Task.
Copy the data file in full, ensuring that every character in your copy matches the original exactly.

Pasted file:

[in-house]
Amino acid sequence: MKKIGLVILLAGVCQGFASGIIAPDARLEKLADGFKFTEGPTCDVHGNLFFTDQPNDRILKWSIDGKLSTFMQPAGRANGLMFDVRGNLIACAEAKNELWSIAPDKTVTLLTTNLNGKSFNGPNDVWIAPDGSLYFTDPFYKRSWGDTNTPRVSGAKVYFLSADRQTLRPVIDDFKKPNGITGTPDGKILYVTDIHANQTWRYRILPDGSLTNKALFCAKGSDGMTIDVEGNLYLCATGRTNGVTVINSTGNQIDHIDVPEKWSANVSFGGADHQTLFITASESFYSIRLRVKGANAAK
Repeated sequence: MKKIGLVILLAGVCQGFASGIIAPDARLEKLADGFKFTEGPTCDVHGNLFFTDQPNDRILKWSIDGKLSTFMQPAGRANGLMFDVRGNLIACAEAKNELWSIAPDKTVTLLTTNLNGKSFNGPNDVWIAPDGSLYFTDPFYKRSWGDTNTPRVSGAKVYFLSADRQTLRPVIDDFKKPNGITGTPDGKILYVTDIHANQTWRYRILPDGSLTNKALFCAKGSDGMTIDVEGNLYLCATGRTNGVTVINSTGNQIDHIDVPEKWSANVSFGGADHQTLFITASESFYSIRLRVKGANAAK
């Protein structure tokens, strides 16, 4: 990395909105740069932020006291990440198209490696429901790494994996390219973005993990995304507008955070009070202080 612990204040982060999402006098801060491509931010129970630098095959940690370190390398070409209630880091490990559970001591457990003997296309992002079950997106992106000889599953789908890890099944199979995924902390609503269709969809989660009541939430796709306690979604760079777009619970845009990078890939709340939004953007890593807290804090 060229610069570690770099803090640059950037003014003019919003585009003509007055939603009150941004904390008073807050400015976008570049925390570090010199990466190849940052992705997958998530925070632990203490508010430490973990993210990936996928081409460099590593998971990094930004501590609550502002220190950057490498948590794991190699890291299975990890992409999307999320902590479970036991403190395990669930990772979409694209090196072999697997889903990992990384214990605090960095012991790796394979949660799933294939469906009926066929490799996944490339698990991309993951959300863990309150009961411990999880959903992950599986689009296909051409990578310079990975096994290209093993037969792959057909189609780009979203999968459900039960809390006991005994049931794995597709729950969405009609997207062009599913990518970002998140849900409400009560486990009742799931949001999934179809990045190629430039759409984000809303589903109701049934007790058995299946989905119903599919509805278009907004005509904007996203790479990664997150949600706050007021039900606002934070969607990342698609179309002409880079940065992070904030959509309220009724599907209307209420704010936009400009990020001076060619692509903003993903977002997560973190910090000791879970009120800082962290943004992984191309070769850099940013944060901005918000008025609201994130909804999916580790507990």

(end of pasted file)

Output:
[in-house]
Amino acid sequence: MKKIGLVILLAGVCQGFASGIIAPDARLEKLADGFKFTEGPTCDVHGNLFFTDQPNDRILKWSIDGKLSTFMQPAGRANGLMFDVRGNLIACAEAKNELWSIAPDKTVTLLTTNLNGKSFNGPNDVWIAPDGSLYFTDPFYKRSWGDTNTPRVSGAKVYFLSADRQTLRPVIDDFKKPNGITGTPDGKILYVTDIHANQTWRYRILPDGSLTNKALFCAKGSDGMTIDVEGNLYLCATGRTNGVTVINSTGNQIDHIDVPEKWSANVSFGGADHQTLFITASESFYSIRLRVKGANAAK
Repeated sequence: MKKIGLVILLAGVCQGFASGIIAPDARLEKLADGFKFTEGPTCDVHGNLFFTDQPNDRILKWSIDGKLSTFMQPAGRANGLMFDVRGNLIACAEAKNELWSIAPDKTVTLLTTNLNGKSFNGPNDVWIAPDGSLYFTDPFYKRSWGDTNTPRVSGAKVYFLSADRQTLRPVIDDFKKPNGITGTPDGKILYVTDIHANQTWRYRILPDGSLTNKALFCAKGSDGMTIDVEGNLYLCATGRTNGVTVINSTGNQIDHIDVPEKWSANVSFGGADHQTLFITASESFYSIRLRVKGANAAK
């Protein structure tokens, strides 16, 4: 990395909105740069932020006291990440198209490696429901790494994996390219973005993990995304507008955070009070202080 612990204040982060999402006098801060491509931010129970630098095959940690370190390398070409209630880091490990559970001591457990003997296309992002079950997106992106000889599953789908890890099944199979995924902390609503269709969809989660009541939430796709306690979604760079777009619970845009990078890939709340939004953007890593807290804090 060229610069570690770099803090640059950037003014003019919003585009003509007055939603009150941004904390008073807050400015976008570049925390570090010199990466190849940052992705997958998530925070632990203490508010430490973990993210990936996928081409460099590593998971990094930004501590609550502002220190950057490498948590794991190699890291299975990890992409999307999320902590479970036991403190395990669930990772979409694209090196072999697997889903990992990384214990605090960095012991790796394979949660799933294939469906009926066929490799996944490339698990991309993951959300863990309150009961411990999880959903992950599986689009296909051409990578310079990975096994290209093993037969792959057909189609780009979203999968459900039960809390006991005994049931794995597709729950969405009609997207062009599913990518970002998140849900409400009560486990009742799931949001999934179809990045190629430039759409984000809303589903109701049934007790058995299946989905119903599919509805278009907004005509904007996203790479990664997150949600706050007021039900606002934070969607990342698609179309002409880079940065992070904030959509309220009724599907209307209420704010936009400009990020001076060619692509903003993903977002997560973190910090000791879970009120800082962290943004992984191309070769850099940013944060901005918000008025609201994130909804999916580790507990």